Raise your hand if this has happened to you….
You submit your manuscript to a contest or send it to a critique group or get feedback from agents.
One judge says your characters are well-developed. The other says they are one-dimensional.
One critique partner says your plot is too slow. The other says you’ve written a page-turner.
One agent says your work isn’t ready. The other says you’re so very close.
I think most of us can raise our hands. I think most of us understand that feedback can be confusing and contradictory.
As my debut novel makes its way into readers’ hands, I’m learning that the confusion and the contradictions don’t end with contests and critique groups and agent searches. It continues after publication. In a little land called Review World.
I’ve taken some snippets from various reviews of Wildflowers from Winter to highlight my point. It was a highly entertaining endeavor…
- This is a decidedly light, romantic novel.
- At times I felt as if the emotion was so overwhelming I couldn’t breathe.
- It’s a great book to take on vacation. One that’ll help you unwind after work.
- It’s not what I’d call a “bathtub” read. It’s full of meat and potatoes.
- Although at times I wanted to roll my eyes at the corny romance plot that is present in so many Christian novels, Wildflowers from Winter can be recommended for those who desire a wholesome read with a fast-paced plotline.
- I am proud to say that I FINALLY found a Christian romance that I liked, and even scarier, related to! This book restored my faith in Christian romance. (emphasis not mine)
- Somewhat predictable
- Twists that keep you guessing
- I had a hard time connecting with the main characters.
- You can’t help but fall in love with these characters.
- Bethany is a hard character to identify with in the beginning.
- I identified with Bethany’s struggles and rooted for her from the very beginning.
- I’ve never met a protagonist I disliked as much as this one.
- I LOVED the character of Bethany! (emphasis not mine)
- Bethany never changes!
- The reader could see a drastic change.
- While this book was a slow start for me, once I was fully engaged in the storyline, I couldn’t put it down.
- Ganshert’s fresh beautiful voice gripped me from page one and hung on until the last page.
- The prologue set me off on the wrong foot. Actually, after the prologue, I didn’t even like the book. But take my word for it and stick with it!
- I barely made it through the prologue before asking myself, “WHO is this new writer and WHEN is she writing the next one?” (emphasis not mine)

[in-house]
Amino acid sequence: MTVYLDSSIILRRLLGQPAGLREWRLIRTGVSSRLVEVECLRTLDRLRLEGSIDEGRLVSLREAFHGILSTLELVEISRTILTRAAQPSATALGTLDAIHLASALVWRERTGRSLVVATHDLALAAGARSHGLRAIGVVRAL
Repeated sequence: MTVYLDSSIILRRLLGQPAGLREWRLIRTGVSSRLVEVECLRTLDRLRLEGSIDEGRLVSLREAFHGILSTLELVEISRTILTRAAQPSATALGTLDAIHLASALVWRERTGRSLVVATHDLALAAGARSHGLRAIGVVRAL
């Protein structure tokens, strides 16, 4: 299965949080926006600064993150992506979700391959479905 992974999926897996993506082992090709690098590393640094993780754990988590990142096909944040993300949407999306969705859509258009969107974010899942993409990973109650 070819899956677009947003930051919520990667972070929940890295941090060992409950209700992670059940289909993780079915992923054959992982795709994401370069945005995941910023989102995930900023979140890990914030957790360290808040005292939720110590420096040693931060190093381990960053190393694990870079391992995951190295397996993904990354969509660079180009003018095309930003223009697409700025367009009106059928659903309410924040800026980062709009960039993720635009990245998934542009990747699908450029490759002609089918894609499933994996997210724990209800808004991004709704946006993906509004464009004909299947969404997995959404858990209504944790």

Alternating Third and First Person POVs:
- I found it distracting, though not hard to follow.
- Especially compelling are the first person passages interspersed in the main narrative.
- Only real drawback for me was the author’s choice to switch back and forth from first to third narrative.
- The book shifts at times to the past, which creatively adds substance and depth to the story line.
- I would not recommend this book to anyone. (Thankfully, this person’s flying solo so far.)
- I could not put this book down and would recommend it to everyone!
Alright, So what gives?
How is it possible for one person to love Bethany and another to hate her? How can one person say the book is a lighthearted easy read, yet another call it “gut-wrenching” and filled with depth?
Are you ready for the beautiful, amazing, glorious truth?
Neither. Both. Nobody. All.
Because taste is subjective.
Thank the Lord, taste is subjective!
If you have the basics mastered, like Jody Hedlund talks about in a post titled, 2 Tests that Can Help Writers Sort Through Feedback, then be prepared for…
- Some people to love your work and some to wrinkle their nose at it.
- A nearly perfect score from one judge and an in-the-pits score from another.
- One agent to toss your story aside, another to snatch it up.
- One editor to reject your book after two pages, another to be your biggest advocate.
- One reader to swear off anymore of your novels, another to become your newest, biggest fan.
It’s impossible to please everyone.
Especially if we’re going to write from a place of honesty. Especially if we refuse to play it safe and write from the soul.
Some people will love what we have to offer, because of their background or personal preference or set of beliefs or (insert whatever you want here). And some people won’t, because of all those same reasons.
That truth shouldn’t give us ulcers. It should set us free.
And it should make for really great book club discussions. 🙂 Speaking of, Wildflowers is the May pick for the online Christian Fiction Book Club.
Let’s Talk: Have you ever received contradictory feedback? Feel free to share it here. I promise, it’s therapeutic.